One of those candidates — for years a reliable source of pop-culture comic relief — has managed to detonate his campaign, and threaten to implode the Republican brand, before the thing’s even started.

Donald Trump, trainwreck

There may be no more effectively immediate way to turn a public figure into a nonentity than by doing what was just done to Donald John Trump, one of the men who would be and will never be president. Hours ago, someone or someones performed a full-on takedown of Trump’s Wikipedia page, The Verge reported. Twice.

It didn’t last long, of course, but it couldn’t be more symbolic of the self-inflicted PR wounds of our reigning carnival barker on steroids, a man whose presidential campaign is nothing more or less than an advertisement for himself.

Trump reignited his never-ending campaign for relevance on June 16, when he formally declared. But the stage and the rhetorical tone were set in earlier speeches, in Phoenix and Las Vegas. We should have known what was coming.

Even before his announcement, the style and bombastic tendencies of The Donald had grievously wounded not just his own presidential bid, but also damaged the GOP’s still-tender hunt for a fresh message and identity. The probable end of the Trump campaign arrived before the certain beginning.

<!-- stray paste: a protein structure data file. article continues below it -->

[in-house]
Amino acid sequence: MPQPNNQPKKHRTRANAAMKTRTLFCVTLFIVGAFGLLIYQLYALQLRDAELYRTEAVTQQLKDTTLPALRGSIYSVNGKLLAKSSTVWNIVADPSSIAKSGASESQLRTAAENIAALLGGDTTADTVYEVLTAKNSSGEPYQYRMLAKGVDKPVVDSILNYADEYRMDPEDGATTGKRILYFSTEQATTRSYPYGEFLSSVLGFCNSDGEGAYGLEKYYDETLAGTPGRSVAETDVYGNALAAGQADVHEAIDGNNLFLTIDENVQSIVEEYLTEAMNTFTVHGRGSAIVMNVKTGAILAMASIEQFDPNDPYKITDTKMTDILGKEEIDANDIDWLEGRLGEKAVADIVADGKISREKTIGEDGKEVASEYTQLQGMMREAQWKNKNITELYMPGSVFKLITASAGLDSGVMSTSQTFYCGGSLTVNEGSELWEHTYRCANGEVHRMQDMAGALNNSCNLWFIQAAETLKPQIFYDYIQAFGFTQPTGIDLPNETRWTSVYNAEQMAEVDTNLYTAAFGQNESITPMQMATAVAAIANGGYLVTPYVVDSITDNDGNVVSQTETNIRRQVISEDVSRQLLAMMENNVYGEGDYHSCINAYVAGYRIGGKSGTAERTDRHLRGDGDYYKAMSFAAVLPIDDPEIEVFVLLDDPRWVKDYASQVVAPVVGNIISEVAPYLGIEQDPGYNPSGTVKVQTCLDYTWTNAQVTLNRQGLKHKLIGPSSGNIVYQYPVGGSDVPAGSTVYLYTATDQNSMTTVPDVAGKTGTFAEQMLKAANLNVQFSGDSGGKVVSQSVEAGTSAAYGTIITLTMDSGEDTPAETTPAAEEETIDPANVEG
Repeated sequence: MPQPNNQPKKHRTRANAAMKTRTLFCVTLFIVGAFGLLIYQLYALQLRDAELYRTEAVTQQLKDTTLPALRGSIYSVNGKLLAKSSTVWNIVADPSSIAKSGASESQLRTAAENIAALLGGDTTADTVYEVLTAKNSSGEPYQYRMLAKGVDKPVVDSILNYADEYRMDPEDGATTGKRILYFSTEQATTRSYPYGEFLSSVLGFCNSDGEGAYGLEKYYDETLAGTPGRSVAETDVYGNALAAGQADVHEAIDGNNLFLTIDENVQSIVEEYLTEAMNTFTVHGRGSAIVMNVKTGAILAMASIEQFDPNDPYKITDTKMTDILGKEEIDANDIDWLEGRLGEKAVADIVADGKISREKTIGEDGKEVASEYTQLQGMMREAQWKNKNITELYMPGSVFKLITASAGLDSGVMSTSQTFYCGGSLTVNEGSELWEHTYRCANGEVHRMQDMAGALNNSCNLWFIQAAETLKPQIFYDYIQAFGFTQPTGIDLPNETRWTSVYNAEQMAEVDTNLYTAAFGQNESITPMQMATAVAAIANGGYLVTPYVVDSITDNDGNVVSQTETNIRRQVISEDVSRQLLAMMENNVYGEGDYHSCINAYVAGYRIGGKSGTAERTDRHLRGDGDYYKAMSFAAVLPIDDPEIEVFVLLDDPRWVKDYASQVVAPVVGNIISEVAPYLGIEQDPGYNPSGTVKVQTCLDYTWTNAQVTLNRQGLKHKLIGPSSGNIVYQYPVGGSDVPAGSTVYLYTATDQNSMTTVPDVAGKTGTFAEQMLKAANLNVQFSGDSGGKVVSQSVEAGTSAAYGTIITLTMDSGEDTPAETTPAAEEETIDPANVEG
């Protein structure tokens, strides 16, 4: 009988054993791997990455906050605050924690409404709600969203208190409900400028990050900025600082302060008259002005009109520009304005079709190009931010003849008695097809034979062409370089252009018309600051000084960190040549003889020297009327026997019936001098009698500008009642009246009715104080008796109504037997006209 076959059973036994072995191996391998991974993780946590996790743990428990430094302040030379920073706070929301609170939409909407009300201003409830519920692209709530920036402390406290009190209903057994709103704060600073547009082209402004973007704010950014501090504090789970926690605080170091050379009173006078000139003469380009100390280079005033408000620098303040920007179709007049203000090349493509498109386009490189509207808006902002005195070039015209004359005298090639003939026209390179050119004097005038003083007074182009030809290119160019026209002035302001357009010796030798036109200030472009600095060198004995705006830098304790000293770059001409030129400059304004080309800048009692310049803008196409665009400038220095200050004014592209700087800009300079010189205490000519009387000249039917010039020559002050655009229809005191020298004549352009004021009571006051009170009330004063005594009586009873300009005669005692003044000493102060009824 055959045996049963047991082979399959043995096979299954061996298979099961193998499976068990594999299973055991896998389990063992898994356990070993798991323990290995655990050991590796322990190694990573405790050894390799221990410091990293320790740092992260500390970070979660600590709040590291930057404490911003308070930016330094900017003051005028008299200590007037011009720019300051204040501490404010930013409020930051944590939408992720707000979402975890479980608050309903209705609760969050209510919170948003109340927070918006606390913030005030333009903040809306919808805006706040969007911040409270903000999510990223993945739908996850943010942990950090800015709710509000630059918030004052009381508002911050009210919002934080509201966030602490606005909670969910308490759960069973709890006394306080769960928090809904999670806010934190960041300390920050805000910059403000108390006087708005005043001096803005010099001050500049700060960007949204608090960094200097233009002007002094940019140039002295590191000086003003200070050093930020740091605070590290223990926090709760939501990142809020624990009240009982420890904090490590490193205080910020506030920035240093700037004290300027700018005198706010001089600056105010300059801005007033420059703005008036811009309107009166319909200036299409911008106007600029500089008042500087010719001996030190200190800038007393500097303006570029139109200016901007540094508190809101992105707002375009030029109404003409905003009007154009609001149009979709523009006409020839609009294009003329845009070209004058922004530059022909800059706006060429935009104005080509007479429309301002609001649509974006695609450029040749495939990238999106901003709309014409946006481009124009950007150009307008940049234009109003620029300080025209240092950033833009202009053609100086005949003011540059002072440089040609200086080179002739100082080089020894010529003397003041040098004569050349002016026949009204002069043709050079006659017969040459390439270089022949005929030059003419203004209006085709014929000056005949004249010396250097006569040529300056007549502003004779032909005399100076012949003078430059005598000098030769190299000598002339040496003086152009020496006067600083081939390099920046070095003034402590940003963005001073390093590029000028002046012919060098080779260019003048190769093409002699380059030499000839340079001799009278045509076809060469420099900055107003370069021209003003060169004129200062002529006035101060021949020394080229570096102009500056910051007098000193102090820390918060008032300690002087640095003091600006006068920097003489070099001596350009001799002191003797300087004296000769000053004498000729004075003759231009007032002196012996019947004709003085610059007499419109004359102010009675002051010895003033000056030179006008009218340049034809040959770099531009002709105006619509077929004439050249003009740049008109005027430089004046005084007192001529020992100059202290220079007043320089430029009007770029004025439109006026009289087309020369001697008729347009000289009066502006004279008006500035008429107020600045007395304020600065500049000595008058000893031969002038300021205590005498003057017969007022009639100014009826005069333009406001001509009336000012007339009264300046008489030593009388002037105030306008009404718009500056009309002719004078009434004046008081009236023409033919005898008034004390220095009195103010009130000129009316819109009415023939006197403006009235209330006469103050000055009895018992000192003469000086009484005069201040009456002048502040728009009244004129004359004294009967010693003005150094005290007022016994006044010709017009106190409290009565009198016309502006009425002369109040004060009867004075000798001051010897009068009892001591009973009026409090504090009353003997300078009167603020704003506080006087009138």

At his formal announcement, at Trump Tower in Manhattan. his longtime embrace of passive-aggressive rhetorical intolerance continued. In several breathtakingly tone-deaf statements, Trump managed to condemn the Mexican people en masse for a host of social ills common to modern times on the long border between the United States and Mexico.

“When do we beat Mexico at the border?” Trump said. “They're sending people that have lots of problems, and they're bringing those problems with us.

“They're bringing drugs, they're bringing crime, they're rapists, and some I assume are good people, but I speak to border guards, and they tell us what we are getting," he said. Doubling down on dumb, and stealing a page from the Herman Cain 2012 campaign playbook, Trump said he’d build a “great wall” between the United States and Mexico.

◊ ◊ ◊

THE REACTION was swift and visceral. Days later, NBC, responding to reaction from Hispanic groups, said the network would not air the Miss USA and Miss Universe pageants co-owned by Trump. Univision, which broadcasts Spanish-language content to millions of U.S. Hispanics, had already pulled the plug on covering the pageants. Other companies bailed on him too.